Reviewby Rebecca Silverman,
Yona of the Dawn
Yona is the princess of the Kohka Kingdom, only daughter of its king. Her life up until her sixteenth birthday has been filled with both love and material comforts, but all of that changes the night of her birthday: she is betrayed by someone she loves in an unforeseen rebellion. Now she must flee the life she knew with no clear goal of where she'll go or what she'll do. With her heart crushed, is there any hope for Princess Yona?
Spoiler Warning: if you don't want to know the identity of Yona's betrayer before reading the book, perhaps skip this review.
All of us know that life is full of changes, some good, some less so. Very few, however, actively plan for those changes or understand emotionally that they could happen at any time, especially if things have been going well for a while. That is the position Princess Yona of the Kohka Kingdom finds herself in when this book opens – she's the only daughter of kind King Il, raised in love and luxury. Despite her mother's violent death years ago, she is now secure in her life, enjoying the companionship of her bodyguard and childhood friend Hak and her beloved cousin Su-Won. She's about to turn sixteen, and the biggest blight in her world is that her father is opposed to her marrying Su-Won, who, much to Yona's disappointment, only seems to see her as a little girl anyway. But Yona is sure that she can convince her dad to change his mind, so even this looming “horror” is no big deal, and she has no real reason to suspect that anything worse will take its place as the bane of her existence. But then, like all good fairy tales, everything changes when she turns sixteen.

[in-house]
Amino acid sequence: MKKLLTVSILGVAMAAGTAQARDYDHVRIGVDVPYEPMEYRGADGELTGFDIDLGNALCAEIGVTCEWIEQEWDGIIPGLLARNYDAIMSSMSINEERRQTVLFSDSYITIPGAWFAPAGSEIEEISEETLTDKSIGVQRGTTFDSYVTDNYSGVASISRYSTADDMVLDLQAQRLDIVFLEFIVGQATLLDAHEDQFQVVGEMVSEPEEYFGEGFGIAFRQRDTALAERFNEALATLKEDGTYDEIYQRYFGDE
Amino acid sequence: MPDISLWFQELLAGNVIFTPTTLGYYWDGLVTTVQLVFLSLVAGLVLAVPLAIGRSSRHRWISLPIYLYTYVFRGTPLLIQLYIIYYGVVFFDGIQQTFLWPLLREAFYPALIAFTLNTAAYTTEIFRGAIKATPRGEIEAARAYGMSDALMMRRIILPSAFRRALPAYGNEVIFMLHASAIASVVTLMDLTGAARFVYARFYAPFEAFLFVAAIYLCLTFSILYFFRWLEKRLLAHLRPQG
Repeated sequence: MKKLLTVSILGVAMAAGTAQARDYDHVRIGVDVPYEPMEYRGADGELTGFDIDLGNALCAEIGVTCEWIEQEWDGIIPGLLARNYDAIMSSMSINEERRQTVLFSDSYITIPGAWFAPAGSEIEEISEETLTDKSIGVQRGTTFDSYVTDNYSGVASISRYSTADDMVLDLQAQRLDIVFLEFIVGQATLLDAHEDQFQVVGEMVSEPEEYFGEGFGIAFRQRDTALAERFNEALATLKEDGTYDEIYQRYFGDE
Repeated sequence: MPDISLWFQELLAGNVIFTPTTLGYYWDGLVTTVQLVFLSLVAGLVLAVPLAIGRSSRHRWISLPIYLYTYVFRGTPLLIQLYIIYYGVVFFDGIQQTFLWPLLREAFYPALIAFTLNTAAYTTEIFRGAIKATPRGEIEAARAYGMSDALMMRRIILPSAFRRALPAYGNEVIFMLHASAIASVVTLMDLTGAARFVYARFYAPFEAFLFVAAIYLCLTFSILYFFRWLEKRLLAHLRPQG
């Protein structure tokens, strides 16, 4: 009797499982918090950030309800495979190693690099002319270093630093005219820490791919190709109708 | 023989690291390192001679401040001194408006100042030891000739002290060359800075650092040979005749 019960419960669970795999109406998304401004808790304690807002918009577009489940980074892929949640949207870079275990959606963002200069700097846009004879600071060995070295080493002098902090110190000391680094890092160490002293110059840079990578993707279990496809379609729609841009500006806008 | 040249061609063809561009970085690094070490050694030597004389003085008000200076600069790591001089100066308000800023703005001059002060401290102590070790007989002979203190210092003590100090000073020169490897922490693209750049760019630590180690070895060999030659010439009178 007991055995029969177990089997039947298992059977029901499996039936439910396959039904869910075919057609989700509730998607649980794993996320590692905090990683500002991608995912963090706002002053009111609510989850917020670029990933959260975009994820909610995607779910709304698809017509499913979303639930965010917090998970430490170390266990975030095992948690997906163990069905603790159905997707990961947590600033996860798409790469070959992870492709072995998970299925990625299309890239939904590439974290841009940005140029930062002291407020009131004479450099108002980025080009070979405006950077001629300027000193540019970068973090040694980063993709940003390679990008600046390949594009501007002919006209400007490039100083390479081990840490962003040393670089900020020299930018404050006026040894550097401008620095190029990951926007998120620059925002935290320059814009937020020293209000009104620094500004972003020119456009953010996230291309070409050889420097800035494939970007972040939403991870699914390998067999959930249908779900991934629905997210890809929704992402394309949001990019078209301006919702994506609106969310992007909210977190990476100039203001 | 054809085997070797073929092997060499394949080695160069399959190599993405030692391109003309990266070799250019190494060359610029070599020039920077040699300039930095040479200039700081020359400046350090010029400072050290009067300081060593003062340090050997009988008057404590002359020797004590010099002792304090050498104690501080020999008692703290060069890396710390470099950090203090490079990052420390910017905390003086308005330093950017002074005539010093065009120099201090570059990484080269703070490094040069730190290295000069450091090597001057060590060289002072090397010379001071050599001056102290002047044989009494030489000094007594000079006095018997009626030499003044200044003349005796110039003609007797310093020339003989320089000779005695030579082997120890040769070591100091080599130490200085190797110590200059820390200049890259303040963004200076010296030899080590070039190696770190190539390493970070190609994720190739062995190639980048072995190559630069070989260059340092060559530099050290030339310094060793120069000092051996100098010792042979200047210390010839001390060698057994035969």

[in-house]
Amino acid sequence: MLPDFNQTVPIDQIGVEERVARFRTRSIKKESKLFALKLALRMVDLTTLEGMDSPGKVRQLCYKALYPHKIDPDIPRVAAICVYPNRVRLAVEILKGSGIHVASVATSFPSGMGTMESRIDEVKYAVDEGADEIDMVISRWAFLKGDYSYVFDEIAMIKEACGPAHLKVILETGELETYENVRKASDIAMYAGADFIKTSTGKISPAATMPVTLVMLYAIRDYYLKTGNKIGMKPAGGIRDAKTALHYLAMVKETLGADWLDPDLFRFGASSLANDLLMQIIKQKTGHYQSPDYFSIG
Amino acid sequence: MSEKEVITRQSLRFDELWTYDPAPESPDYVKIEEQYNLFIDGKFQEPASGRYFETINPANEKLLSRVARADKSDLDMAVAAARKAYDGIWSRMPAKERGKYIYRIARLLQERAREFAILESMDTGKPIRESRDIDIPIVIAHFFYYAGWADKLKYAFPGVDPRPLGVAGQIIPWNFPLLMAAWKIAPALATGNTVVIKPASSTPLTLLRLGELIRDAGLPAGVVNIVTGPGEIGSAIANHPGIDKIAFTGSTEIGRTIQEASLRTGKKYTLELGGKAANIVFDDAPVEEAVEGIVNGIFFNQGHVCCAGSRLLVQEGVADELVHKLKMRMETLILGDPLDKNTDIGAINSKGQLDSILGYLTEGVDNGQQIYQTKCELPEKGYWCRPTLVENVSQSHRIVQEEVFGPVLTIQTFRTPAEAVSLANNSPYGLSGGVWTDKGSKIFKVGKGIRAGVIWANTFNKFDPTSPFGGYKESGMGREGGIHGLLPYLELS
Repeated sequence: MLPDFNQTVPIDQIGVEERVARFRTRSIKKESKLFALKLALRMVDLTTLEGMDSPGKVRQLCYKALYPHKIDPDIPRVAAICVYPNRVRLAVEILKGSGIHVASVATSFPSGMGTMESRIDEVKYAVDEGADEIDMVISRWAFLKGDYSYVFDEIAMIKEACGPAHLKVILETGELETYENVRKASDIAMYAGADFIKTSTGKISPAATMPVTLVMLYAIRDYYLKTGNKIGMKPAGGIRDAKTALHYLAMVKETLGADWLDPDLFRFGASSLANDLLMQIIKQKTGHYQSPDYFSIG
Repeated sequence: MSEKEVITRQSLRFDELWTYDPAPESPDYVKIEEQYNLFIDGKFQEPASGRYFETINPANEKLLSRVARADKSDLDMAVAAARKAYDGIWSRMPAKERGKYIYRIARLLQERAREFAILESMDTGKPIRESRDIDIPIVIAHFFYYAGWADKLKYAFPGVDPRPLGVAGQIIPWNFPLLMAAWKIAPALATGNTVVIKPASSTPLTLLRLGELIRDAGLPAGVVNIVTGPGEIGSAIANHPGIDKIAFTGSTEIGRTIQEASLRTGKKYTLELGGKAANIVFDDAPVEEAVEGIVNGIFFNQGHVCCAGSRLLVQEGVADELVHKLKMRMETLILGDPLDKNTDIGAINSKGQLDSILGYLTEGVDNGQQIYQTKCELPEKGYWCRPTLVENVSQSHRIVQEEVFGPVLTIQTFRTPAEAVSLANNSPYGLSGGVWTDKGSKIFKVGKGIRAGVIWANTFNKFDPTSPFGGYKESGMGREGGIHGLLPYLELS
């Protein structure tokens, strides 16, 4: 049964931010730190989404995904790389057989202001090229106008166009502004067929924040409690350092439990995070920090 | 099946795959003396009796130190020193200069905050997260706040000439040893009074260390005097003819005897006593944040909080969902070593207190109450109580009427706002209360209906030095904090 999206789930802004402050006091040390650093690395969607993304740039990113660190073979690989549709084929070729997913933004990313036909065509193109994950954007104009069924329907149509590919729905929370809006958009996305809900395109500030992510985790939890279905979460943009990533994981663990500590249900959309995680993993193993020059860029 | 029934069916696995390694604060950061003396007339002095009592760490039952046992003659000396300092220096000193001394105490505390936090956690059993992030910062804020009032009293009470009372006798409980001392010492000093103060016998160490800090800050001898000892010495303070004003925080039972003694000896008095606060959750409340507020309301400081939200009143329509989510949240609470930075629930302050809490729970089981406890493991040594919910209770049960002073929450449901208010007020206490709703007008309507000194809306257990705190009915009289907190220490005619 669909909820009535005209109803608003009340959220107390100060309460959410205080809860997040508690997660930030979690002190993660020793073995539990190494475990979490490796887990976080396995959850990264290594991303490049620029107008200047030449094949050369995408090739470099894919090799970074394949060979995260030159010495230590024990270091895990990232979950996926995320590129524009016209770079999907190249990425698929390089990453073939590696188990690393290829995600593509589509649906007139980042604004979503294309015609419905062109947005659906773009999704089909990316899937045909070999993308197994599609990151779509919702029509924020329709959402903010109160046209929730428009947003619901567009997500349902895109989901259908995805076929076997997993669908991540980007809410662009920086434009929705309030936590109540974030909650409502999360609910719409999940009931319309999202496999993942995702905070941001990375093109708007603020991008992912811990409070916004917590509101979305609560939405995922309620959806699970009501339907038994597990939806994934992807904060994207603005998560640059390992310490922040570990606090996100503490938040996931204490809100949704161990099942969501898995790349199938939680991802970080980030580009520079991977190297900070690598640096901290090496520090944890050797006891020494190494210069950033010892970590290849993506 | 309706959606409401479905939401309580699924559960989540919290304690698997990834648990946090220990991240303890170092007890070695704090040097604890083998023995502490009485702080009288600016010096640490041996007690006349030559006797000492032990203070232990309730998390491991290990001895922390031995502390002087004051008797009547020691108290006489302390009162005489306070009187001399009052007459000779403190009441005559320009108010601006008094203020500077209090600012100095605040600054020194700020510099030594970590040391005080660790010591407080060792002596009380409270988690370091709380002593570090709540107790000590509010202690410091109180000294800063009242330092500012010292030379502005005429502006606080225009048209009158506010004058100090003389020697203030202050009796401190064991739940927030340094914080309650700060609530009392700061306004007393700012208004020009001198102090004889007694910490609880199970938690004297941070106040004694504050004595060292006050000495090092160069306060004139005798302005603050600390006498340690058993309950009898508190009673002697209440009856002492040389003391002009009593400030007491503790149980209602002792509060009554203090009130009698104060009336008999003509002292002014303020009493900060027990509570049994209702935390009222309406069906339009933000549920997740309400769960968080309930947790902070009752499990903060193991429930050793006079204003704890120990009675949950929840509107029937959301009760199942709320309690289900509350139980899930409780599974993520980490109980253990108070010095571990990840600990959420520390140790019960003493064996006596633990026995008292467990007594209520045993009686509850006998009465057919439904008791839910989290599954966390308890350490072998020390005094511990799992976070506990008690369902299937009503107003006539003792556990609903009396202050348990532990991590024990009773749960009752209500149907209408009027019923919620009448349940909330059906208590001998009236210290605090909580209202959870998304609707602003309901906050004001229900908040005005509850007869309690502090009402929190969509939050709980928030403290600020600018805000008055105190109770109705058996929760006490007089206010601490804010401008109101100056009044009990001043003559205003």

This first volume of Mizuho Kusanagi's shoujo fantasy adventure manga is focused exclusively on the night that everything falls apart for Yona and the reasons (besides the obvious) why it is such a tragedy. Those who have seen the 2014 anime based on the series will already know that things are going to be quite different moving forward, but Kusanagi's original book is mainly concerned with showing us just how drastically Yona's world has fallen apart. Not only does this set things up for her to grow into the character implied on the volume's opening pages, but it also allows for a more in-depth look at the man who brought all of this to pass, Yona's first cousin Su-Won. The majority of the character development in the book actually belongs to both he and Hak, with Su-Won's being the more interesting in terms of trying to figure out what actually drove him to the point where he would murder his uncle. There are basically two Su-Won's in the book: Yona's kind, slightly dippy cousin and the vicious betrayer. When Hak asks Su-Won what happened to the former, he is told that that man never existed, which would seem to indicate that Su-Won has perhaps been a sociopath all along. This does seem somewhat possible, although the fact that he does appear to have cared about Yona enough to try to push her away romantically as he aged, likely because he knew that the day would come when he killed her father or died trying, does indicate that he is capable of some empathy. It seems the likely trigger for his behavior was the death of his own father, which he claims was at the hands of King Il. This seems suspicious given Il's personality, although it is possible that Su-Won's father was somehow endangering Yona or was responsible for her mother's death; we don't yet have enough of a timeline established to know. Regardless, the one time we meet Su-Won's father, he tells his son to “slaughter” the cold he has caught, indicating that Su-Won grew up learning that violence was the answer.